Contact Us

Use the form on the right to contact us.

You can edit the text in this area, and change where the contact form on the right submits to, by entering edit mode using the modes on the bottom right. 

Unit 10A, Block 1, Dockyard Industrial Estate, Woolwich Church Streeet
London SE18 5PQ
United Kingdom


We create circuits that are both beautiful and functional


Reflow with a hair straightener

Saar Drimer

I love using things for what they were not intended for. Often it doesn’t quite work out, but I had a good feeling about this next one. I woke up on the wrong side of the bed one morning and saw my girlfriend's hair straightener staring at me. My one track mind -- circuits! -- immediately realised the potential in this commoditised el-cheapo piece of kit, even for someone, like myself, without much hair to burn!

I spent a few hours researching hair straighteners. What I needed was:

* Floating plates are springy in order to have even pressure on the hair. Since for my use I wouldn't press the plates together, I was concerned that they wouldn't be quite parallel so would heat the board unevenly. Being able to press one end on each plate would give me more flexibility.

* Temperature control is essential with some of the cheaper hair straighteners having a fixed temperature setting (not good!). The best range I could find is 150°C -- 230°C which is within the reflow of low temperature solder paste. All good.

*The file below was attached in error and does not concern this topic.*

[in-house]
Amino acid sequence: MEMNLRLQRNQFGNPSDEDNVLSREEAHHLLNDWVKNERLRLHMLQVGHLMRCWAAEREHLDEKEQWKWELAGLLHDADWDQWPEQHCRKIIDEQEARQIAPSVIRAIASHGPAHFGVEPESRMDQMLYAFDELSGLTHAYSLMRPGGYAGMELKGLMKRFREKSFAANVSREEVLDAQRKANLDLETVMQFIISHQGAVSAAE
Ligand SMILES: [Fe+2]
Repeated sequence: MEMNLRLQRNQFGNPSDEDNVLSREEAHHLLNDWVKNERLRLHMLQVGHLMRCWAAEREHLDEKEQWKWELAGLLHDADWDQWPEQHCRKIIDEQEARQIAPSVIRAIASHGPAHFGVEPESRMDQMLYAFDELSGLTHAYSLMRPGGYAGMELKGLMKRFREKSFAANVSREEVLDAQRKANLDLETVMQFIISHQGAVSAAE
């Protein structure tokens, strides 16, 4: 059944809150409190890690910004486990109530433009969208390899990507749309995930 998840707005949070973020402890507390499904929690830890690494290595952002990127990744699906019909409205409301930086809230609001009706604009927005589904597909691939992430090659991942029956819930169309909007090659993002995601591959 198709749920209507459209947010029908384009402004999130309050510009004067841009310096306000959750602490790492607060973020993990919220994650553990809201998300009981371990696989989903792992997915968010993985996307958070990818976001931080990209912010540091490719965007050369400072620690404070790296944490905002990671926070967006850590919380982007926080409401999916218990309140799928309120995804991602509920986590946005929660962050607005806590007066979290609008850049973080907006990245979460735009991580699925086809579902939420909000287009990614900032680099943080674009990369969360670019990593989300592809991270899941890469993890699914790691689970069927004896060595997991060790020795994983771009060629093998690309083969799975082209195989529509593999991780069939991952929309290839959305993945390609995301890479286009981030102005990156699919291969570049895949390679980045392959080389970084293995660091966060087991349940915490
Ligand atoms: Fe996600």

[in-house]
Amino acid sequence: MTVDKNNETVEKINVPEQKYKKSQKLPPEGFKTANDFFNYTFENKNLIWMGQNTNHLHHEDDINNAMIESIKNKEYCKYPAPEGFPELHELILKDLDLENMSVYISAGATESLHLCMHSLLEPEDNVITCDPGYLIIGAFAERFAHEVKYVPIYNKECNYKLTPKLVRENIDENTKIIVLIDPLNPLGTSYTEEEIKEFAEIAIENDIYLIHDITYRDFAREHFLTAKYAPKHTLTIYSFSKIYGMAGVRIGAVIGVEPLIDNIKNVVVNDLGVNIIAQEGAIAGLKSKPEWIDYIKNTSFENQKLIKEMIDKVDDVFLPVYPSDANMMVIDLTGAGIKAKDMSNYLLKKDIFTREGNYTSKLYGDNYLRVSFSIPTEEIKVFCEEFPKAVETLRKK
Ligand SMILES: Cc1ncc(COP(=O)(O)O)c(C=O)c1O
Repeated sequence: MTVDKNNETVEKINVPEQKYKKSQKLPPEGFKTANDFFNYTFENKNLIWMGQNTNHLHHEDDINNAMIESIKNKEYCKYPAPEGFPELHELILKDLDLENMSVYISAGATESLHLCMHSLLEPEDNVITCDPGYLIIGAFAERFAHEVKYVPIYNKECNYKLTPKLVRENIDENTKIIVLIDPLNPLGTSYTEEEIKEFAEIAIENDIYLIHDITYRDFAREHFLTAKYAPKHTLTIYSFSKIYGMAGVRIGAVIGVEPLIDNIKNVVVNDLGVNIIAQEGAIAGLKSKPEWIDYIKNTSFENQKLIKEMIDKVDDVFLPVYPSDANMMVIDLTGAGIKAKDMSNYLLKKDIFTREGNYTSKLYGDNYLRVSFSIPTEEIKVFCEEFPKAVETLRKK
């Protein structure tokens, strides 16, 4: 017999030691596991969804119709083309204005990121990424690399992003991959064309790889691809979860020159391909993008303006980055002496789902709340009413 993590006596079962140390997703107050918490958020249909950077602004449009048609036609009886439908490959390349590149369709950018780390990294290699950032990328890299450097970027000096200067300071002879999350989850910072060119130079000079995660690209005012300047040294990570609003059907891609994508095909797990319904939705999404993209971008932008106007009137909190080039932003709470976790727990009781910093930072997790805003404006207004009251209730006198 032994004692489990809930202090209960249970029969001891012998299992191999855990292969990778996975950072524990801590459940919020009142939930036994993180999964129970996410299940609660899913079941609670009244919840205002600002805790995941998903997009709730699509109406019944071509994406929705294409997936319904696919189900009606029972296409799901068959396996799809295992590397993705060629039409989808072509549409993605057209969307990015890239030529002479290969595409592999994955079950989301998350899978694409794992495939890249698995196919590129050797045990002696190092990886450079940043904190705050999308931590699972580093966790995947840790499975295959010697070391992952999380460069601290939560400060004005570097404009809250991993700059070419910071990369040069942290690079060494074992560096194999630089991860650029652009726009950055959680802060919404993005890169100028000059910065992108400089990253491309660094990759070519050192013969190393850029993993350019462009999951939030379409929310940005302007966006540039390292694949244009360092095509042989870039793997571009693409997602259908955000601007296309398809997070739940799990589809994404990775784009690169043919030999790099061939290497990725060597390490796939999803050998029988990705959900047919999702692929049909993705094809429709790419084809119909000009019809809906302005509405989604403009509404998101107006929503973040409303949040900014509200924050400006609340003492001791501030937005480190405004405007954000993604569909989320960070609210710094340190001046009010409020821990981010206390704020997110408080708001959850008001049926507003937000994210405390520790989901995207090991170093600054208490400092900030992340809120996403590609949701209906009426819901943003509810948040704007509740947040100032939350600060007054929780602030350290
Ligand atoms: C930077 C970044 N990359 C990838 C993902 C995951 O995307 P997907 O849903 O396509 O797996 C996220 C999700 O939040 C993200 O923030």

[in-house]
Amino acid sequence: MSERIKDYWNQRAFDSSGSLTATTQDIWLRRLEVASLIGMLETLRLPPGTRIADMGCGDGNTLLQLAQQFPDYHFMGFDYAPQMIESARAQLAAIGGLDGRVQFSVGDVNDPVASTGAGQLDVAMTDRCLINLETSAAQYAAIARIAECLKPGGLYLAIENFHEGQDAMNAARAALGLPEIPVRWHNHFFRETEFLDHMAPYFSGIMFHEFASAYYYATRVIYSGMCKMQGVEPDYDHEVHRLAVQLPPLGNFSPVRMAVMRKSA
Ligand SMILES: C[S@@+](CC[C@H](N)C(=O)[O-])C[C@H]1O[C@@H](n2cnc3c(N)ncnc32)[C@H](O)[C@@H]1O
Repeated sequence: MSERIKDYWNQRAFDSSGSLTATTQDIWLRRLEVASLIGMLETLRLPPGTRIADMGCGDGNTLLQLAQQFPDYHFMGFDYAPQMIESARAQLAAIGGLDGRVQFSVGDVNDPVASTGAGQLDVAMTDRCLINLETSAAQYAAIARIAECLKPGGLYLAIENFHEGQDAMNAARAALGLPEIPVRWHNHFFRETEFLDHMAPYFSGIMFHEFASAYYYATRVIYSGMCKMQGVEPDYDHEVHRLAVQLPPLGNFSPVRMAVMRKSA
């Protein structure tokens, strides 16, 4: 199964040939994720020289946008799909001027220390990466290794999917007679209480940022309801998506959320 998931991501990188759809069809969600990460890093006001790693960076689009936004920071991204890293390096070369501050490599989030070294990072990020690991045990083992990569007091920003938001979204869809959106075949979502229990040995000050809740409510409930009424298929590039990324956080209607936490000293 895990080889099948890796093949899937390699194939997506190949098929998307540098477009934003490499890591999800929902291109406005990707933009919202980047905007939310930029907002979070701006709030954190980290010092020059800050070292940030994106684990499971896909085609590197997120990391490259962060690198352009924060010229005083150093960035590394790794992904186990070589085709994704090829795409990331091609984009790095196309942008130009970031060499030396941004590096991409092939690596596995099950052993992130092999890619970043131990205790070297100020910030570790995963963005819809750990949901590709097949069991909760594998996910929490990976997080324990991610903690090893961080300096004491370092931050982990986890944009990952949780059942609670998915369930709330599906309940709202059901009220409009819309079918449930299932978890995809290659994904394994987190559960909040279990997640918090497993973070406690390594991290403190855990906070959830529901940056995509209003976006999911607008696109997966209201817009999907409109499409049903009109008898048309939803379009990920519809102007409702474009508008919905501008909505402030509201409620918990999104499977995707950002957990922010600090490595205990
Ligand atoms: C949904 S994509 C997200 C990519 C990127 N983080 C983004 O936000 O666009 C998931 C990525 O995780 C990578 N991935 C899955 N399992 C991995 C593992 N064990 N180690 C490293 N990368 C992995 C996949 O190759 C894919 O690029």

* A locking mechanism is useful for fixing the plates into place. Some allow locking at various positions. The one I got locks "closed", but still has a wide enough of a gap.

* A long swivelling power cord seemed like a good idea.

* A stylish carrying case.

I decided to go for the Remington S3500 Ceramic Straight 230 Hair Straightener; street value of £15. (I expected both plates to be "floating", but only the bottom one is, but it turned out not to be an issue since the plates are parallel even with a 3--4 mm gap.) Here's a video of the process and results

I'm quite pleased with the outcome:

It's certainly not a replacement for a reflow/toaster oven, but could find its use in some cases such as a localised soldering job to avoid melting other bits, etc. Also, it's mobile.

What do you think?